The World’s Toilet Problem
A toilet in the Balukhali camp, ‘Cox’s Bazar, Bangladesh ©UN Women
Having access to water and toilets – is actually a human right.
November 19, 2019 is World Toilet Day, and on this day, we pause and contemplate the fact that clean water and sanitation remains a pipe dream for billions of people around the world.
The United Nations’ Sustainable Development Goal 6 offers a glimmer of hope to impoverished populations that still suffer to this day from lack of access to sanitary toilets. It is estimated that 785 million people worldwide have yet to have any access to basic water services. No access to drinking water usually means there is no running water at home, and open defecation is common.
To date, there are still 701 million globally that practice open defecation. The number of people who don’t have safely managed sanitation? A mind-bending 4.2 billion people. This is a scandal, no less, to the modernity that our current epoch attempts to paint.
Ultimately (and sadly), it is often up to NGOs to take the first steps that will provide the initial relief to underserved, or worse, forgotten populations and communities. The United Nations World Water Development Report 2019 succinctly points out that it is often the rural communities that suffer from having no running water and toilets. Water infrastructure, which should come first, is often sparse in rural areas.
Worshippers Take ‘Holy Dip’ Ganges River at Varanasi, India ©Neil Palmer
The Refugee Crisis
The current mass displacement and migrations that have resulted in the creation of massive camps for refugees have also resulted in complications. The influx of large numbers of peoples creates a strain on present water resources and related services, which also results in the reduction or downgrading of sanitation and hygiene.
Refugees or IDPs are faced with terrifying, unhygienic camps with temporary or communal toilet facilities. The scale of the problem faced by refugees can be quantified by the UN Refugee Agency’s most recent, completed project, which is the world’s biggest ever waste facility. The human waste facility is located in Katupalong, Bangladesh, and is capable of processing up to 40 cubic meters of raw sewage per day. Almost a million Rohingyas now reside in complex settlements in what is called the “Cox’s Bazar” area. It is the largest refugee settlement in present history, and the crisis of clean water and properly managed sanitation began in August 2017, when the Rohingya crisis emerged.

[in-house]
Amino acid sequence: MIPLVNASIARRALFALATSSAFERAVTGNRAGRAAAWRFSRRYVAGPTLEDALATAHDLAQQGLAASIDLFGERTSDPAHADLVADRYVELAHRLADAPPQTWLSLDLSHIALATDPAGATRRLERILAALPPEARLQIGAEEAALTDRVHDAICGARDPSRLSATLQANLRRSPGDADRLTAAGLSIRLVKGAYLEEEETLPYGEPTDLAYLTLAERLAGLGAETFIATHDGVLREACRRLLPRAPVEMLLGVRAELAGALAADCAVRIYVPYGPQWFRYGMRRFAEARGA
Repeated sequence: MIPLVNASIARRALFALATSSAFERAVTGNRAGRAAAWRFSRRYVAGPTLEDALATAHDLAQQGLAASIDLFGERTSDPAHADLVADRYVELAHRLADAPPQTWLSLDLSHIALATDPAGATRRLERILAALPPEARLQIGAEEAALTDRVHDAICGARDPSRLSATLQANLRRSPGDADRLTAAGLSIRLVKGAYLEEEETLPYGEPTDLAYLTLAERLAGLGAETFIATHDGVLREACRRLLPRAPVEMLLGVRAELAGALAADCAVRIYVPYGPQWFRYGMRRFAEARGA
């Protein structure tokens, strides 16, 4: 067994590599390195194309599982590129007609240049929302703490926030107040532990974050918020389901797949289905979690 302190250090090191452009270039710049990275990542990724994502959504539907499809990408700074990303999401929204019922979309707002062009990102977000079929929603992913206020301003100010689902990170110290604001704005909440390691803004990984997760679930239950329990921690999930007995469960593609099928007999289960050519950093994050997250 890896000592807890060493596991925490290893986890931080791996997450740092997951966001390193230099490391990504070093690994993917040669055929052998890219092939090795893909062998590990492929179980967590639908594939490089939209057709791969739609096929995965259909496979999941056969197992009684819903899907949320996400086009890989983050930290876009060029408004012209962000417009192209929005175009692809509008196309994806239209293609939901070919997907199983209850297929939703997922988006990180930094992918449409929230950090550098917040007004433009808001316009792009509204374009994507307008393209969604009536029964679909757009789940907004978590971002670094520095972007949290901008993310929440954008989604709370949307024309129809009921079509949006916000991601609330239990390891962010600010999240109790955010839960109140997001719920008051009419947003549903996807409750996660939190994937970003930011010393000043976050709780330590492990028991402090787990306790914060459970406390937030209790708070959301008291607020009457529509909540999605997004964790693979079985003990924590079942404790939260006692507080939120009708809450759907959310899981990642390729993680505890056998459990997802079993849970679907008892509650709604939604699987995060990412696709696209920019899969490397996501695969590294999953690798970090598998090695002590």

At Cox’s Bazar, refugees line up their containers in Que in advance ©EU Civil Protection Humanitarian Aid
Leaving No One Behind?
The theme for this year’s World Toilet Day is “leaving no one behind.” While optimistic, the theme is a grim reminder of what was left out of the purported progress brought about by capitalism itself.
It is challenging, to say the least, to imagine modernity, progress, and dignity in a world where water remains a scarce resource to so many people. To paraphrase the Swedish climate activist Greta Thunberg’s scathing speech at the United Nations, we continue to watch, and how dare they continue to look away and say in the same breath that they [the heads of states] are doing enough. But watching is just one part of the equation.
Activism is more than just speaking out to disrupt people’s comfort zones and irrational bubbles of complacency. True activism is being on the ground, and taking action to cause the much-needed ripples that will pressure communities and governments to start solving problems that are causing disease and loss of dignity.
To have properly managed sanitation should always be viewed from the lens of human dignity. It is never a luxury, a “modern accouterments or excess,” or a joke. Access to water and proper sanitation is a basic human right, like education or having a name. It should never be dictated by the capacity of persons to purchase, but rather, it should always be a priority of governments who have the means to develop the same in any community under its jurisdiction.